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( Feb. 8th, 2012 10:06 pm)
I Philip K. Dick, The Cosmic Puppets.
II Philip K. Dick, Humpty Dumpty in Oakland
III Philip K. Dick, Mary and the Giant
IV Philip K. Dick, The Broken Bubble

Beginning of a reread of the oeuvre, which I may do over, as I've been distracted. Some really odd swerves of prose in The Broken Bubble, and I wonder what the novels would have been like if he'd gone back and edited them. Still have the moments to shock, and still that sense of so much of PKD's obsessions are there from the start.

V Hamish Fulton, Walking in Relation to Everything (Margate: Turner Contemptuously/Birmingham: IKON, 2012)

After a rather hollow opening - half a dozen conceptual sculptures and a Turner oil painting of a volcano - and a rather too rich follow-up - Nothing in the World But Youth - we now have a double bill of the first big Turner show (Turner and the Elements, which I ought to compare to Paul Nash:* The Elements) and another contemporary show, local boy Hamish Fulton (who I checked in the phone book, and is out near Broad Oak).

I first knew about Fulton as part of last year's Folkestone Triennial (which I don't think I wrote all of up), and a series of posters he had around the town for his walks. Then I suspect there is a piece by him in the Templeton (a series of seven letter words?) and I can remember seeing the piece with Rodney McDonald and Alistair Milne "Hitchhiking Times from London to Andorra and from Andorra to London April 1967", I guess in one of the Tates and at the Modern British Sculpture show at the RAA.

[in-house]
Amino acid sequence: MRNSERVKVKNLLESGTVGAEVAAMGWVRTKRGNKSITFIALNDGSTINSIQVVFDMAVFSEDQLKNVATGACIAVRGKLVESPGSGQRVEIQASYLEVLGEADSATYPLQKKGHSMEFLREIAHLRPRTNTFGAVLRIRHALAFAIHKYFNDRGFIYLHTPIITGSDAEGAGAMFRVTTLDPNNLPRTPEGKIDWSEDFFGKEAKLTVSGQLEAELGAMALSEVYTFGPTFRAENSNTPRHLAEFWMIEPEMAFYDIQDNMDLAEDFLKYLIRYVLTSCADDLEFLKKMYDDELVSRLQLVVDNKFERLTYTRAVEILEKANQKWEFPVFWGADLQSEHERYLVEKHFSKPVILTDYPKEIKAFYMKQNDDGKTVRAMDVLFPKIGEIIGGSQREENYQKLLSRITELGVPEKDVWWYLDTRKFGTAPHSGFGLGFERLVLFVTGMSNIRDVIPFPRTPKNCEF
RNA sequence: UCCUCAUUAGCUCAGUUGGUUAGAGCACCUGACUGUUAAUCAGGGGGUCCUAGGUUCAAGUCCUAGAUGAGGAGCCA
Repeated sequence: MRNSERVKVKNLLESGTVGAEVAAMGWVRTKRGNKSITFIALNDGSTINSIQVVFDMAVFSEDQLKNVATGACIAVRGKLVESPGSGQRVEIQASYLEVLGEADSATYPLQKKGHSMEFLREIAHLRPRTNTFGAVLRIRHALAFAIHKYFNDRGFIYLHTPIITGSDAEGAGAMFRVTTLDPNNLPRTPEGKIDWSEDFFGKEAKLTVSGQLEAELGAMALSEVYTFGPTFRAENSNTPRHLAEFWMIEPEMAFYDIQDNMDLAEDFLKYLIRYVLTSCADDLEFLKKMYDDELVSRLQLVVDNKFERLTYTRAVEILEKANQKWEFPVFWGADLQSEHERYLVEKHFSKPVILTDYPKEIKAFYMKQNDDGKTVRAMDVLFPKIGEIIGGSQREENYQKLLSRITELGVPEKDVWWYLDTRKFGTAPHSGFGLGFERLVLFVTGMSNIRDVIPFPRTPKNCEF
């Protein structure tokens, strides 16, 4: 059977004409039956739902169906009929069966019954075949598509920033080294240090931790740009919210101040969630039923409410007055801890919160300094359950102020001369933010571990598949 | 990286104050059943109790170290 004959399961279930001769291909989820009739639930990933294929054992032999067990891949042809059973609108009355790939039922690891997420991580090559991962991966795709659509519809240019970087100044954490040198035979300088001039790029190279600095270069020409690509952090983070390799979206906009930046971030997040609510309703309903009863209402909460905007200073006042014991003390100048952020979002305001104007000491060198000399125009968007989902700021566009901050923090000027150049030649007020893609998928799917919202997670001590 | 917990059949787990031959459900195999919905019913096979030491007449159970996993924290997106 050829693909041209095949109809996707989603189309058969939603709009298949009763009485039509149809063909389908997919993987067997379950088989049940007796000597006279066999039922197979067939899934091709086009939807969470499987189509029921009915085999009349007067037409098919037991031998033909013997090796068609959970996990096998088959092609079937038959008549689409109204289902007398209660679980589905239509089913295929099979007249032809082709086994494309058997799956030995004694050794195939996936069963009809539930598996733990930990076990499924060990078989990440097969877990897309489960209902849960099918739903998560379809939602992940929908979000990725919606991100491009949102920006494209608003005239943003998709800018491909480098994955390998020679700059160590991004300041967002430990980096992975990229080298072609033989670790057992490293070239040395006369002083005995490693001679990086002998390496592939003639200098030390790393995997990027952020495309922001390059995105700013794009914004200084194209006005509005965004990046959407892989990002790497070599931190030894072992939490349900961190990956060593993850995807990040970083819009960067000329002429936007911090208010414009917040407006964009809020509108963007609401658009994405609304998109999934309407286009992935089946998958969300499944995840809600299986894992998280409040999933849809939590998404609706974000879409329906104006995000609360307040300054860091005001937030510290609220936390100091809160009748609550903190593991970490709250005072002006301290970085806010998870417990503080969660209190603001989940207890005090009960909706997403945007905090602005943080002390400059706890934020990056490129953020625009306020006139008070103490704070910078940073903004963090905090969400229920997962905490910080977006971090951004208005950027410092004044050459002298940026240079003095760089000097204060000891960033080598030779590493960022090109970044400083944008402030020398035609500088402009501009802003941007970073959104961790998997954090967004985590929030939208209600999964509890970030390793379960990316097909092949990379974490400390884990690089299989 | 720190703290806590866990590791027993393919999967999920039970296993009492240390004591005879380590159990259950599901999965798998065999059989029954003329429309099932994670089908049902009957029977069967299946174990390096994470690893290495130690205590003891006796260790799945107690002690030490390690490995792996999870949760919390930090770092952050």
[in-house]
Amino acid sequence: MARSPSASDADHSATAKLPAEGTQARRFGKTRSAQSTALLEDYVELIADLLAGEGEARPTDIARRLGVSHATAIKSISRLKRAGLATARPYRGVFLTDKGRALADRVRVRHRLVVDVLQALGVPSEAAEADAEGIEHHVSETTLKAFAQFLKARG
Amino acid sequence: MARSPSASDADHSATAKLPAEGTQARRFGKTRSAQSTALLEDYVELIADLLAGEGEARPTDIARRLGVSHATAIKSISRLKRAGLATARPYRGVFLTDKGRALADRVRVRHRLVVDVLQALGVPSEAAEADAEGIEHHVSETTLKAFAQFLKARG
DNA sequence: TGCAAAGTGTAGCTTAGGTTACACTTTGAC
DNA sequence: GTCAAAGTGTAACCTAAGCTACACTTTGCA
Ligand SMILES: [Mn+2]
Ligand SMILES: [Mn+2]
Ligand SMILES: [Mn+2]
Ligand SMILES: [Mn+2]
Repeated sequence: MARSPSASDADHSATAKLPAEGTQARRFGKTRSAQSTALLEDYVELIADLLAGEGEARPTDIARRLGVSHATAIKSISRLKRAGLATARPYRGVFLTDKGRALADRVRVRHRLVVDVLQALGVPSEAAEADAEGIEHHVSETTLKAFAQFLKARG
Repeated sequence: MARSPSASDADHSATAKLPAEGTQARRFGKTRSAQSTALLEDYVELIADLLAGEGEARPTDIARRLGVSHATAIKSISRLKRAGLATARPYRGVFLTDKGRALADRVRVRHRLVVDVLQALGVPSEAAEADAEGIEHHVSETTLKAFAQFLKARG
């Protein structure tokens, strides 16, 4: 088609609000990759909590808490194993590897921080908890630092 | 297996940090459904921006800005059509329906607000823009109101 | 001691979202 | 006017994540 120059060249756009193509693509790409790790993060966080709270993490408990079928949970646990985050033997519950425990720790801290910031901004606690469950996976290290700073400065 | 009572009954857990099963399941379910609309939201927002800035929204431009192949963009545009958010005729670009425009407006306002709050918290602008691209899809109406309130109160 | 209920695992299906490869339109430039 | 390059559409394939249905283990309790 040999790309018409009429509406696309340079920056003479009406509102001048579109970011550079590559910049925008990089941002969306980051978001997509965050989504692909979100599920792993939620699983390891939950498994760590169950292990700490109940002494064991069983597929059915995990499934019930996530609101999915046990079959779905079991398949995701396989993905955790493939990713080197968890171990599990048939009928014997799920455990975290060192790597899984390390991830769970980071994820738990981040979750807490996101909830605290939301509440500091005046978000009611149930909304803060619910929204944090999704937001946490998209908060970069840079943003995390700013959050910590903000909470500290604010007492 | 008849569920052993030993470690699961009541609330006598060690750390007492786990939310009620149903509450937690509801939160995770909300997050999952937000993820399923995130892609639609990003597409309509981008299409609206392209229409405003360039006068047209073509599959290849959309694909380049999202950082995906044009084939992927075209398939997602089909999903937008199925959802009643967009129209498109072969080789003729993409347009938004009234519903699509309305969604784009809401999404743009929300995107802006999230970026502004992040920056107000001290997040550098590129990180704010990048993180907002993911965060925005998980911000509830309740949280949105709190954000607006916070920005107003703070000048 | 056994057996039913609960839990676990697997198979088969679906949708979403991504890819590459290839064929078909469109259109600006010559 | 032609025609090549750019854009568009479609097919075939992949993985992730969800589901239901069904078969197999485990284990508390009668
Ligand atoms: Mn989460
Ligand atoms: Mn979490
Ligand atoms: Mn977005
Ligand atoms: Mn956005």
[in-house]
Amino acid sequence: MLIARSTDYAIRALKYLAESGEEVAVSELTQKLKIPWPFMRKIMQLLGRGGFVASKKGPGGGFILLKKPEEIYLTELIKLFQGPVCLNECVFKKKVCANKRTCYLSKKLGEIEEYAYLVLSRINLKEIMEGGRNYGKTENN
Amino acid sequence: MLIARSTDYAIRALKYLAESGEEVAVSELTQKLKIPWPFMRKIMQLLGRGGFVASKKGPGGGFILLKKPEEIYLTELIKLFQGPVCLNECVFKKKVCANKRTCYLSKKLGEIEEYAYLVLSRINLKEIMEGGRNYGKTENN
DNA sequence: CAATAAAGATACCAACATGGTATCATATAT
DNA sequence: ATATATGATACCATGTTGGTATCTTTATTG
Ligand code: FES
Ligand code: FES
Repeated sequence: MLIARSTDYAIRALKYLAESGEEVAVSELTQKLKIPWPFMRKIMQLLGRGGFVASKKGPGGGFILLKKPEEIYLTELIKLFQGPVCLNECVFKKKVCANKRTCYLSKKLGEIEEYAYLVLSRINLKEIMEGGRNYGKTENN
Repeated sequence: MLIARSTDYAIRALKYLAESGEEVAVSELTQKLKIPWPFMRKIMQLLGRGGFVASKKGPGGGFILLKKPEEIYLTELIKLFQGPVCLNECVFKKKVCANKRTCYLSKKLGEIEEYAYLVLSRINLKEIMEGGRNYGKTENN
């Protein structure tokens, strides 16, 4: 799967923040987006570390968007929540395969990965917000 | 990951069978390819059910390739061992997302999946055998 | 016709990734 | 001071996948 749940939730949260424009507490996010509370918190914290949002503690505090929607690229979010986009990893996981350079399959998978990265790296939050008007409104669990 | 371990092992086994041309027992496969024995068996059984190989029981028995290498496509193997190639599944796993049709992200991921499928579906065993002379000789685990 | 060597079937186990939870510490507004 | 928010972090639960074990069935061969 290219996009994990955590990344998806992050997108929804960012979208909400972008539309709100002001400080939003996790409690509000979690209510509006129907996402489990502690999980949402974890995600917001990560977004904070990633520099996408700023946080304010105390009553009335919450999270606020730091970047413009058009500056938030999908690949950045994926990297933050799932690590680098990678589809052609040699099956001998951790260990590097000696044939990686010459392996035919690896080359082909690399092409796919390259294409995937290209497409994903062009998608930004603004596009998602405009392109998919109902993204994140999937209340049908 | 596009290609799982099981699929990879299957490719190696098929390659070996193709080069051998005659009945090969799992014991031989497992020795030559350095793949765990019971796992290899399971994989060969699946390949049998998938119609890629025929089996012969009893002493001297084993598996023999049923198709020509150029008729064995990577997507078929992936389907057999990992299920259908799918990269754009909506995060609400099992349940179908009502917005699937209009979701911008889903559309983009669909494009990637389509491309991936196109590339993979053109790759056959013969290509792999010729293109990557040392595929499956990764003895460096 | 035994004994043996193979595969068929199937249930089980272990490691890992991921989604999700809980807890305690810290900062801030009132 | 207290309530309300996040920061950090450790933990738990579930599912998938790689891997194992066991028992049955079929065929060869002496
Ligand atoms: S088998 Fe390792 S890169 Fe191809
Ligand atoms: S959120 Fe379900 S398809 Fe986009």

Fulton's practice is art through walking - each piece is a record of a walk: from coast to coast, from source to sea, from sea level to peak and back, in Britain, in Europe, in Tiber/Nepal and US/Canadian wilderness areas. There's a Burroughsian obsession with seven letter words (DUCHAMP/MESSNER/HABELER/MALLORY/HILLARY/TENZING/EVEREST), and there's something amazing about the sheer number of forty mile walks someone can pull off on the trot, and the way in which this can get conveyed in posters. I mean, you have to trust he's done the walk as they're aren't always photos and postcards. It has a distinct uncanny feel. Is it sculpture? I think so. But.

There's more Fulton at Ikon in Birmingham, and I plan to have a day trip there.

I hadn't planned to do the Turner show, because I wanted to read the catalogue first, and the Fulton intrigues me in a way that the Turner didn't - although the watercolours here seem to show Turner as a more abstract and dangerous figure than I give him credit for. He's a really odd establishment figure, who's also a tad subversive. The Tracey Emin of his day... I'll read the catalogue and go back to the show.





* I did not know that John Christopher lived in Paul Nash's house. Mind you, I didn't know that Paul Nash was significant when I took a photo of his plaque.
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